Hello all! My name is Tommaso Coviello and I’m a 2D/3D freelance game artist from Italy. I’m currently working for Imaginary, a serious game company based here, in Milano. Here I work as a 360° artist: illustration, 2D/3D asset production, and Unity set up, as well as characters and environments. The company is not that big and artists’ roles are general. So I’m lucky to work and improve my skills in more than one aspect of digital art.
This scene is part of a series of environments I have designed for a serious-game. The game, Aksion, was developed for a European research project, and its focus is children’s education using an interactive and fun experience. The target is autistic children, and the game wants to teach them how to behave in and react to uncomfortable situations, using minigames that reflect real life situations.
Target: autistic children 5-10 yo
The concept was to create illustrated frames and to make the scene’s final look feel like a comic or an illustration with minimal intrusion of 3D elements in the scene.
For these reasons the game has been designed as a mix of 2D and 3D art: 3D base environment, 2D props and characters, visual look as a hand-painted illustration.
As a reference for the scene’s set up, gameplay and navigation we chose Fallout: Shelter.
This allowed me to create high-performance scenes optimized for Android devices (low-poly geometries), and easily understandable to an audience with comprehension difficulties.
From Concept to Scene
The first step was concept design. I drew the whole scene in Photoshop first. I paid a lot of attention at this stage to composition, color palette and visual look. This is because for the whole production I wanted to stay faithful to the concept in a way that did not lose the sensation of a 2D illustration when looking at the scene.
A good Photoshop file would make things a lot easier, so I decided to keep it as well ordered as possible.
In this first step I was aided by Blender: I roughly modeled the scene with the principal props, the spaces and some objects, in a way that served as a guide for the design. In this way I was able to control and better understand the spaces and the extent of the scene, mocking up the distance, personal items, the rooms, and all the dynamics that I would then have to find in Unity.
I chose a cartoon style for the visuals. I kept the art really clean and simple.
I baked a fake lightmap on both floor and walls and I added some scenes that would make the parallax of objects on stage better, giving depth to the scenery.
After having finished the concept art, the next step was to figure out what would be modeled in 3D and what instead would be drawn as a 2D sprite. The finished game would be a 2D horizontal-scrolling game, with a touch of camera movement to make the scene a little more dynamic. I chose to 3D model only the environment’s base mesh (walls, floor, etc. ) and all the objects with strong perspective lines. In this way the perspective would not be broken once the camera moved into the scene.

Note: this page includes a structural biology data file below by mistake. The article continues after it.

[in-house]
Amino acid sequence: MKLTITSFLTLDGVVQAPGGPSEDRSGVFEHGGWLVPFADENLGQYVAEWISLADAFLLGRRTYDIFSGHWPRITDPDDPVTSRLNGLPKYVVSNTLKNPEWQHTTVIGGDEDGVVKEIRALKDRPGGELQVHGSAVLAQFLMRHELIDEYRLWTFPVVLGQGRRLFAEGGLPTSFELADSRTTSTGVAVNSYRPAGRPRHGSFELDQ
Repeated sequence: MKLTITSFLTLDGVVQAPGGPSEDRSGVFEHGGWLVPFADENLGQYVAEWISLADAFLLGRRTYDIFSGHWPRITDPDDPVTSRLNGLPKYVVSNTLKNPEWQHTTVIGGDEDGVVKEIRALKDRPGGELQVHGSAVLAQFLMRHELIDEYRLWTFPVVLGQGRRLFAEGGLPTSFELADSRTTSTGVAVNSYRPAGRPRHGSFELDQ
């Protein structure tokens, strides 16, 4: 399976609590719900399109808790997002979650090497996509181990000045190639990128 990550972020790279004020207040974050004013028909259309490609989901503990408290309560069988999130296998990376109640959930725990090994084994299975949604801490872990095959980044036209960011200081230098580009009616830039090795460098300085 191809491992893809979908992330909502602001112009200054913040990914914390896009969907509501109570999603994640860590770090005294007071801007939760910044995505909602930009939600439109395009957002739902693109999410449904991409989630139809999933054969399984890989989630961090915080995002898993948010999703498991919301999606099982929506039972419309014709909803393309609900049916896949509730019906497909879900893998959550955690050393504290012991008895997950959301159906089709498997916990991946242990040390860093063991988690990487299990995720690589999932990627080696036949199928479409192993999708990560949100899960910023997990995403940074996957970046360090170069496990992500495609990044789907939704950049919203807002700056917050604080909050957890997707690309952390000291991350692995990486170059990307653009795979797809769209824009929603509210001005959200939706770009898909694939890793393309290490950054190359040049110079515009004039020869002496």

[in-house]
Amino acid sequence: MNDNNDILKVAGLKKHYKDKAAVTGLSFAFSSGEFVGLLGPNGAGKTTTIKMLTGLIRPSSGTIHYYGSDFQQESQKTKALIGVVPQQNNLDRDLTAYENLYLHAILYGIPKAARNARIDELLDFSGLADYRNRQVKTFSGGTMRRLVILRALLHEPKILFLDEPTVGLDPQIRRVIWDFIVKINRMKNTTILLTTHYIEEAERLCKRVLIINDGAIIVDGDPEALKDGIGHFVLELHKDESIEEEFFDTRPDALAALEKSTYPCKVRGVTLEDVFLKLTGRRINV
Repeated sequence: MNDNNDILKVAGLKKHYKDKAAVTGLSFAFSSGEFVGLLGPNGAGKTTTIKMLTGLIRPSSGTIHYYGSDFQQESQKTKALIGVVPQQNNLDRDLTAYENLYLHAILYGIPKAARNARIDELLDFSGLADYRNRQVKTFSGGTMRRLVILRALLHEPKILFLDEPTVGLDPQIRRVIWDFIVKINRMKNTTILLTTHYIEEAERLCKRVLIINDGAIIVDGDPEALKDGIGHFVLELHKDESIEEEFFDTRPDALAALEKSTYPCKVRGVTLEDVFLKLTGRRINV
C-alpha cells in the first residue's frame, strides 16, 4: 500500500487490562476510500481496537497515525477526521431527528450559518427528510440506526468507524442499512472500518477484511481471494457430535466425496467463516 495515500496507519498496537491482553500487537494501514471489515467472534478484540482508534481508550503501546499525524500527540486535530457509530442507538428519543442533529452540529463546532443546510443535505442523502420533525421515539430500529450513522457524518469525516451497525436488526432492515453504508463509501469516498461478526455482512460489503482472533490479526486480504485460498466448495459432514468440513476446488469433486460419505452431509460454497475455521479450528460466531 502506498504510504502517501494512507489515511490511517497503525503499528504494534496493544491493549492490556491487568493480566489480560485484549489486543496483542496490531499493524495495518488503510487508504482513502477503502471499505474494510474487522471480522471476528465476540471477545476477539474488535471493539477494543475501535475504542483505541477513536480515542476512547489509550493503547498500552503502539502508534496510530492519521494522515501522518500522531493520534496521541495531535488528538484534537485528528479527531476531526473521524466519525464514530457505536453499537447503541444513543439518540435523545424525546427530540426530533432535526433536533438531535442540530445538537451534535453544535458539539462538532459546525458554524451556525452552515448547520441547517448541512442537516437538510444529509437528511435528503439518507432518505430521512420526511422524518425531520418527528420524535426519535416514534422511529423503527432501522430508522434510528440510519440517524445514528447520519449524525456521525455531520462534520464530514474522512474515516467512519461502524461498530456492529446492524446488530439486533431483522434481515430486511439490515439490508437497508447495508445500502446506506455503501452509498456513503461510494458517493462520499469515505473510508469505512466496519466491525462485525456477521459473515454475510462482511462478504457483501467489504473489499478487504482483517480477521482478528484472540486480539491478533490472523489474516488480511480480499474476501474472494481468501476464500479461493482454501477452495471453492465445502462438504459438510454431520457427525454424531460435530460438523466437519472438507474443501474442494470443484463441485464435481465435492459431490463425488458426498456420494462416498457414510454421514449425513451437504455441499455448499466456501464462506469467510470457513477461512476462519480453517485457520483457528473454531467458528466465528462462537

I started modeling in Blender. Models were obviously based on the concept. 🙂
Models are really low-poly: I didn’t want to spend lot of time on modelling because most of the details would be drawn on textures. The pipeline was very easy: lowpoly modeling, unwrapping UV, baking AO and texturing in Photoshop. Once I textured props, I added an outline to the models in order to have the same graphic style as the rest of the 2D scene.
This project is made for Android so optimization was a crucial step
Walls and floor are made of tileable BW textures. Drawing the shadow cast from the windows was easy: I cut the mesh where the shadow would go, I assigned the same textures to both light and shadowed surfaces, and then I duplicated the material and assigned different colors to the textures’ albedo. They had the same UVs, so there was no problem overlaying the drawings.
Everything that was not 3D would be 2D! I knew from the start that my concept art would be a reference for the scenario. So I had already drawn different objects from the scene in different and cleanly ordered Photoshop layers. This way I didn’t have to re-draw all the elements in the scene, and this was really time saving.
The final step was to combine the scene’s background and foreground objects. This helped to create and enhance depth, creating a cool parallax effect between foreground, midground, and the environment outside the windows.
Setting up the Sketchfab Scene
I wanted to show both the concept and the Unity scene, to better illustrate the similarity between the two. I made a simple scene in Blender putting the concept art on top of the Unity scene.
In Sketchfab I used no lights and settled on black for the background color. Render: classic, shading mode: shadeless.
The scene would have no light so I just used albedo and alpha textures for the materials.
For 2D sprites I used the albedo texture (alpha png) both for diffuse channel and opacity channel, setting up the mode on blending and setting the format on alpha.
There was not a lot of post processing to be done. Visuals were comic style, so I added just a little AO. Colors were already ok so no color correction was needed.
If you want to check other environments I designed for the same game check my profile!
Here is the video presentation of Aksion (the game is still in development):
Developed for Imaginary srl